(I must pause here as it occurs to me that it is nearly impossible to summarize this plot! Imagine The Poseidon Adventure without a capsized cruise ship and Gene Hackman leading a ragtag group of survivors to a theater exit while dodging toothy, taloned, slobbering movie patrons turned maniacal demons. As in many Italian horror films of the 80’s, logic it not a strong suit and I think Demons is all the better for it. All I can say is thank God this theater had a display in its lobby containing both a gassed-up motorcycle and a samurai sword!)
Bava keeps the action going at a truly furious pace from practically the opening frames, but the real star of the show is special effects makeup genius Sergio Stivaletti, working one of his first jobs here like he was trying to prove something. Stivaletti has since gone on to work for Argento and others many times since and is still active today, but he has never topped Demons and Demons 2 for pure over-the-top, blood-and-guts mayhem. It would be a tour de force just for the sheer quantity of effects, but so many of the gags are a splendid gooey joy to watch. I’ve seen Demons many times and I sat through it again just before writing this. When the scene where a helicopter comes crashing through the ceiling of the movie theater arrives towards the end, I still find myself grinning with devilish glee.
I just watched this for the very first time because of your pick; it instantly became probably my favorite Italian horror movie of all time, until the very, very end…when it still became my favorite Italian horror movie of all time, but I was let down by…well, that’s a discussion for another day. Your final selection, faithful Igor?
Hello. Hello. Hello. I’ve got a message for you…and you’re not going to like it. Pray for death.
Those are the otherworldly last words of a research scientist before he disintegrates into a pile of cockroaches. It’s one of a handful of truly creepy set pieces in John Carpenter’s Prince of Darkness. I’ve heard Prince of Darkness referred to as the “quantum physics horror movie.” Sure, the film’s team of scientists reference sub-atomic on a few occasions, but I couldn’t explain much of it here. It’s also known as “the one with Alice Cooper,” but that prince of darkness doesn’t have much to do. More accurately, this is best described as Carpenter’s tribute to cosmic horror writer H.P. Lovecraft and Nigel Kneale, the British writer best known for the creation of Professor Bernard Quatermass for film and television; Carpenter wrote the screenplay for Prince of Darkness under the alias Martin Quatermass and early in the film one member of the scientific team wears a sweatshirt with the name “KNEALE” printed on it.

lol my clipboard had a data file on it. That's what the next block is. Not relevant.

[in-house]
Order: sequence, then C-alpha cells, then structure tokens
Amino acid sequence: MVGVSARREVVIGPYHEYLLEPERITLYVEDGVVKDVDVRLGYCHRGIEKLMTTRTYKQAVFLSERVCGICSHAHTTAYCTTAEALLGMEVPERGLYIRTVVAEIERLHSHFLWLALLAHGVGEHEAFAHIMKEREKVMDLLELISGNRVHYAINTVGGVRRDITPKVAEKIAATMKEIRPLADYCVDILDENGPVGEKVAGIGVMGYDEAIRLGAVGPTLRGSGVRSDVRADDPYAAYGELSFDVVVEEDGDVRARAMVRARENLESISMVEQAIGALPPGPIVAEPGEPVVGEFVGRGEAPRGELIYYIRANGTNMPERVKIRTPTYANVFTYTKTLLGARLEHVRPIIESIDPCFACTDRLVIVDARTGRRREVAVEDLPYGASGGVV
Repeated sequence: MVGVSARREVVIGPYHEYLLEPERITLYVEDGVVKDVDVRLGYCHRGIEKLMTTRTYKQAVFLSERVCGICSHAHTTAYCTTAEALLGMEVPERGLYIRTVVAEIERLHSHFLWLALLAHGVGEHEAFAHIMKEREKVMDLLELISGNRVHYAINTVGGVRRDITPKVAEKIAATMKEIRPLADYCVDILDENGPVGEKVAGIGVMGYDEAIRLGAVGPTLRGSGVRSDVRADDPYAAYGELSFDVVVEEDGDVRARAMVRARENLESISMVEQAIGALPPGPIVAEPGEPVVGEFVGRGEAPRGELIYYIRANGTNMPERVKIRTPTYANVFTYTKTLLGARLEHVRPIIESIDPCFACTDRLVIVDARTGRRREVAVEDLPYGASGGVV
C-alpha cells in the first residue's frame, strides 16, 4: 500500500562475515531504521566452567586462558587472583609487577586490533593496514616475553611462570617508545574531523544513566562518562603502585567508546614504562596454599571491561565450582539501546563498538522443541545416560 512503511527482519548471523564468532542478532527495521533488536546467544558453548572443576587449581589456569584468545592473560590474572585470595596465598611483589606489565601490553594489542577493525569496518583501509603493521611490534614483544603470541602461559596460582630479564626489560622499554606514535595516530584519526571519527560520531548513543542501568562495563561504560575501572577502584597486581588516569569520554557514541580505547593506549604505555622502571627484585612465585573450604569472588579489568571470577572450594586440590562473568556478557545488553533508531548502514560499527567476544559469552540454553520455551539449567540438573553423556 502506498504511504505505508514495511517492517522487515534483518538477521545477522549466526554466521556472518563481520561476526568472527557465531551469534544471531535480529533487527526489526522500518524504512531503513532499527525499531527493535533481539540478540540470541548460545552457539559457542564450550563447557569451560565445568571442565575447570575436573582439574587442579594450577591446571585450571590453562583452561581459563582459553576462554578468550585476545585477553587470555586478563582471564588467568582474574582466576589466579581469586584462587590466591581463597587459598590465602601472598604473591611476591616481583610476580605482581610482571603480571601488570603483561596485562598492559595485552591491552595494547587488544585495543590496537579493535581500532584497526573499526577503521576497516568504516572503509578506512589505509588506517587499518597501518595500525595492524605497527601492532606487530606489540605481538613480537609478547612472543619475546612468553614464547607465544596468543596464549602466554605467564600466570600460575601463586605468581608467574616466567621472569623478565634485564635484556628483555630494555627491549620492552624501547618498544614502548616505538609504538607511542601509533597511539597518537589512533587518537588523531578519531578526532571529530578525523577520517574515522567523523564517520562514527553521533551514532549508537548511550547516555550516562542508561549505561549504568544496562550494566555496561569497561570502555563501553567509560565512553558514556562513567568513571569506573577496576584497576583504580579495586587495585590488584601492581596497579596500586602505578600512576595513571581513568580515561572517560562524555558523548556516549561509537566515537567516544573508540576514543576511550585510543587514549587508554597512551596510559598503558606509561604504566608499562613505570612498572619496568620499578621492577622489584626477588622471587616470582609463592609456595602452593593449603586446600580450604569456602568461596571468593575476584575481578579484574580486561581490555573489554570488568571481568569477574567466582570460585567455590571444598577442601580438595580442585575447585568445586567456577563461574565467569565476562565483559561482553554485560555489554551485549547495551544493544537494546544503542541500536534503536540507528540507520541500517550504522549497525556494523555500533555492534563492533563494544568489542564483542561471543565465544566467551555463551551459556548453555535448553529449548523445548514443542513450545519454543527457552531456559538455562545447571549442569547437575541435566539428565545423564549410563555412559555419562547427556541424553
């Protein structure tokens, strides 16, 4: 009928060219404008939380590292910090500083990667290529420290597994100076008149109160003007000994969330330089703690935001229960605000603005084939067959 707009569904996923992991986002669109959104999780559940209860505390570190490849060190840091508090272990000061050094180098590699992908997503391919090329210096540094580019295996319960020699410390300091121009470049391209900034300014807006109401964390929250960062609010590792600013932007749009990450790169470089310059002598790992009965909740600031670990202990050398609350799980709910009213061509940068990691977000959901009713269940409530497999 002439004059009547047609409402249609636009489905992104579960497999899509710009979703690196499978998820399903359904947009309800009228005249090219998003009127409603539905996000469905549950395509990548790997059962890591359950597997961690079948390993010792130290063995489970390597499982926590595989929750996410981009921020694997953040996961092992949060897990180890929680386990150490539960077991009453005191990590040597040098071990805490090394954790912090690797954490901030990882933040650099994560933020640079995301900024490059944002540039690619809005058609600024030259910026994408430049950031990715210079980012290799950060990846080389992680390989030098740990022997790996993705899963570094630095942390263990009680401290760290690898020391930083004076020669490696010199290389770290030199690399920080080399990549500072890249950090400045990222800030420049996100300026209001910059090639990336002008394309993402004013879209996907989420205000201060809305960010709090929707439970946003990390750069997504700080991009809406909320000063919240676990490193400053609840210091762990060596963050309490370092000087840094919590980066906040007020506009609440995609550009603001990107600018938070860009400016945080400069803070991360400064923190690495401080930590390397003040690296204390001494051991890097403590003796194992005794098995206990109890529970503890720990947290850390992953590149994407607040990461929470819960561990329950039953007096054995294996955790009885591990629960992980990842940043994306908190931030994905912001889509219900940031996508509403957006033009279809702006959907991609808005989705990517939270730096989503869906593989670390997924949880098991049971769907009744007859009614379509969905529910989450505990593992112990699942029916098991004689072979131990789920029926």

It’s also dripping with so much goo, worms and insects it could be mistaken for a Lucio Fulci film! The story concerns a priest (Carpenter veteran Donald Pleasence) who summons a motley crew of physicists and grad students to the abandoned Saint Godard’s church to study a mysterious canister that houses a malignant glowing green liquid. The liquid has been under the watch of a sect of priests called the Brotherhood of Sleep. We discover the container has been carbon-dated to seven million years ago. It’s not too much of a spoiler to reveal that its purpose is to imprison Satan himself, who’s ready to make his entrance and release his father, the Anti-God, onto the world.
It can be heavy stuff, but I could do without some of the moments of comic relief that seem forced and distracting. The film is not perfect, but unsettling enough to stick in your head for a while after viewing. The dream sequences that are actually warnings of the dark one’s return, sent from the future, are worth particular mention for your creep-out factor. As usual, Carpenter scores the film with collaborator Alan Howarth and its synth rhythms throb and pulsate with his best work. We saw this together way back when and it’s the only film on this list I saw in its original theatrical run. I remember feeling disappointed at the time, but every time I see Prince of Darkness now it rises higher on my list of 80’s horror films. If only someone from the future sent me a message in 1987 to let me know how good this movie is.
I just had this vision of our younger selves being visited by our older selves. Not sure which version of us would be more shocked by the other. Brrrrr. With that scary notion in mind—Happy Halloween viewing!